Ben is the founder of the vegan food, forest school, nature and sustainability blog Ben The Forest Foodie. He’s graduated in Ecology and Wildlife Conservation and he’s been a passionate advocate of sustainability and the environment for the last 10 years. Ben lives a very eco-conscious lifestyle, he’s vegan and he’s a Forest School Deputy Manager. In November 2020 he started to share his journey on Instagram by using his photography, cooking and teaching skills to promote wellbeing for himself, his audience and his Forest School’s students. We asked him a few questions about his sustainable lifestyle and what he’s learned so far.
How did you get into veganism?
Becoming vegan was quite an unpleasant experience in all honesty! I was studying Ecology and Wildlife Conservation at University, and an internship was the last step to academic freedom. This was about monitoring the ecology of a nature reserve during the day, and taking care of the neighbouring farms cattle in the evenings.
After a few weeks of this, I unexpectedly made real connections with mother cows and their calves. I felt conflicted, as this farm proudly boasted its “British, Organic, Free Roam” ethos. I found it hard to believe the cows felt the same way. I saw mastitis, rough handling of which hitting and shouting were highly encouraged and the devastating miscarriage of an oversized calf; followed by the death of the mother, due to the wounds she sustained. I watched this mother cow cry for her baby, unable to walk, with her injuries covered in maggots for nearly one week. She was eventually “taken away” and something changed in me that day.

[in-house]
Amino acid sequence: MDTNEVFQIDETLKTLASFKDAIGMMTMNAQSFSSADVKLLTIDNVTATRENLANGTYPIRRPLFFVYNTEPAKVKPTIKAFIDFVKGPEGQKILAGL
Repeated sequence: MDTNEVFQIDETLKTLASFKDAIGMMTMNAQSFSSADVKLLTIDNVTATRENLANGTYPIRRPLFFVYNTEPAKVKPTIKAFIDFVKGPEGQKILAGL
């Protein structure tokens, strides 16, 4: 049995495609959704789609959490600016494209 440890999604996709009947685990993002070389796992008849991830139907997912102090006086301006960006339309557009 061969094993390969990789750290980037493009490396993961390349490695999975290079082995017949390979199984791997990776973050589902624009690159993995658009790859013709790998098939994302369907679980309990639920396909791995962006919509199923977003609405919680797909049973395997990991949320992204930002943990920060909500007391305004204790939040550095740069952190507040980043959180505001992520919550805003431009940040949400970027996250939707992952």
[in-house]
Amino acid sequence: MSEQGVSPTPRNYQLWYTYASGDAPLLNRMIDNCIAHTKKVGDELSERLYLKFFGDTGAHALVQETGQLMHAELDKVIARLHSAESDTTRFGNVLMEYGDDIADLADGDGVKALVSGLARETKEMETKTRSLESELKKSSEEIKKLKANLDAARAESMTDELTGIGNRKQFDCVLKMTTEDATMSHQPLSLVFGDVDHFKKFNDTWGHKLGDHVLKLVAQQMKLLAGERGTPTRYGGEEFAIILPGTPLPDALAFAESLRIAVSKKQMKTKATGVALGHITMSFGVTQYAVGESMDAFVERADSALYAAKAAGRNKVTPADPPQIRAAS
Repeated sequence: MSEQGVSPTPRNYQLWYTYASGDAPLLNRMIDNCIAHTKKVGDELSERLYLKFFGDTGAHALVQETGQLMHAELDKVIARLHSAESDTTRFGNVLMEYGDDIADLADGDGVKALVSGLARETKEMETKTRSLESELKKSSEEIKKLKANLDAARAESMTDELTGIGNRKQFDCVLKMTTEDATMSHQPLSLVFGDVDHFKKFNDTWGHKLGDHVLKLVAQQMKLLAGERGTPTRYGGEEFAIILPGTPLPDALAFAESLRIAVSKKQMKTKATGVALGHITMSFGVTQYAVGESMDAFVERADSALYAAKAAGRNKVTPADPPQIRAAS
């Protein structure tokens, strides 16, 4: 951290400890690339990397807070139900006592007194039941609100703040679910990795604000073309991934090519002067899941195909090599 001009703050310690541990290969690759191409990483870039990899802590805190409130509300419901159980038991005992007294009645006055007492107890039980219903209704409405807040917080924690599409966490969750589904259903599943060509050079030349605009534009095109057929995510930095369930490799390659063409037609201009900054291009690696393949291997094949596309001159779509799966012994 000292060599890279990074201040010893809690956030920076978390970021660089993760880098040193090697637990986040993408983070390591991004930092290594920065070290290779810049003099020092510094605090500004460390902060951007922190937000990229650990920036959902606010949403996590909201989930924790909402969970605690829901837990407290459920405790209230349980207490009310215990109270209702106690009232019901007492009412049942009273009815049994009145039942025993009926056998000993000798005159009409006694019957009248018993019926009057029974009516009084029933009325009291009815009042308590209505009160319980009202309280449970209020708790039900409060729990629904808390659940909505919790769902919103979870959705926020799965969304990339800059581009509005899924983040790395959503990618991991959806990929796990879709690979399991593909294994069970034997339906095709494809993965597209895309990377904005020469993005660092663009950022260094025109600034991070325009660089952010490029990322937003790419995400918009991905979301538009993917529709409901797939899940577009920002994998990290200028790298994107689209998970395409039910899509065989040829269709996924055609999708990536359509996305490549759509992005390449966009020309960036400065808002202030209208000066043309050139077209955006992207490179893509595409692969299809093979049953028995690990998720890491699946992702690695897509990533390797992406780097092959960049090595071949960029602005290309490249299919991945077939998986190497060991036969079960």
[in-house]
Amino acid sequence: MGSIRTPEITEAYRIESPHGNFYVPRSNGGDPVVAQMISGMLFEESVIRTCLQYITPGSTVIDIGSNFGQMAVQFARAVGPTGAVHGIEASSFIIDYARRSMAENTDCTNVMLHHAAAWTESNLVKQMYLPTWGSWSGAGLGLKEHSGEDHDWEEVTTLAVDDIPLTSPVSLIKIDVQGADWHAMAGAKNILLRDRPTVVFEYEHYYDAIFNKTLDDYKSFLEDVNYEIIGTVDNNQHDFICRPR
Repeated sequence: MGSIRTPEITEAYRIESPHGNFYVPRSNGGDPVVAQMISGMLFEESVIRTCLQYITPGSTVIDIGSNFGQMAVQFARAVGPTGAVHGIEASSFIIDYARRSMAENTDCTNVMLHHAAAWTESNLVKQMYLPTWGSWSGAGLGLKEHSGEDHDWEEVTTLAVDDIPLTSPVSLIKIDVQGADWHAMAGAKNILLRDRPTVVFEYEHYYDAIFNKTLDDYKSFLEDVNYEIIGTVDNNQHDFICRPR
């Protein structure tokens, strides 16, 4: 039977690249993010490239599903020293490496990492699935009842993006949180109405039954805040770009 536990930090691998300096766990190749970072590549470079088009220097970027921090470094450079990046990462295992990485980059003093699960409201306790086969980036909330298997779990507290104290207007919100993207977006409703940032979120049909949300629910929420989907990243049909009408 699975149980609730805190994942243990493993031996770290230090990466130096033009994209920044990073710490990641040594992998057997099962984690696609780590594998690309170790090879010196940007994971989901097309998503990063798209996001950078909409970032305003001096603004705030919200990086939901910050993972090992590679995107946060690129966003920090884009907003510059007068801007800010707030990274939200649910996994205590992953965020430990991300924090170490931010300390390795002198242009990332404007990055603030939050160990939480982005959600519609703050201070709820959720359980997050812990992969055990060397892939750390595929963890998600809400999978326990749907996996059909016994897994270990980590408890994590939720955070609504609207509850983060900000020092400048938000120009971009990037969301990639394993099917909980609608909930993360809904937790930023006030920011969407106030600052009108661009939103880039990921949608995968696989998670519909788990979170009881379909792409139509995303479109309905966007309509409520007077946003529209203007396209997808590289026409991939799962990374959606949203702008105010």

I decided that I would have never consumed meat again. Dairy soon followed as my research into the industry deepened, and I’ve never looked back. Long-story-short; the decision was easy.
What is your goal and who is your audience?
My goal is to eradicate pessimistic stereotypes about the vegan lifestyle. Just a flick through my Instagram feed provides evidence to suggest that veganism is not “restrictive”, “boring” or “expensive”.
I also want to encourage respect for nature through my Forest School teaching. I think that nurturing this genuine respect is very effective in making children and their parents more eco-conscious.
My audience is 70% vegan women, 20% vegan men and 10% nature enthusiasts. I have sadly noticed that veganism is sometimes perceived as a “feminine” lifestyle choice. I feel this is a result of the deeply indoctrinated societal association that eating meat is “masculine”. As a gay man myself, I live freely expressing both my masculinity and femininity. Therefore, I don’t care how I’m perceived.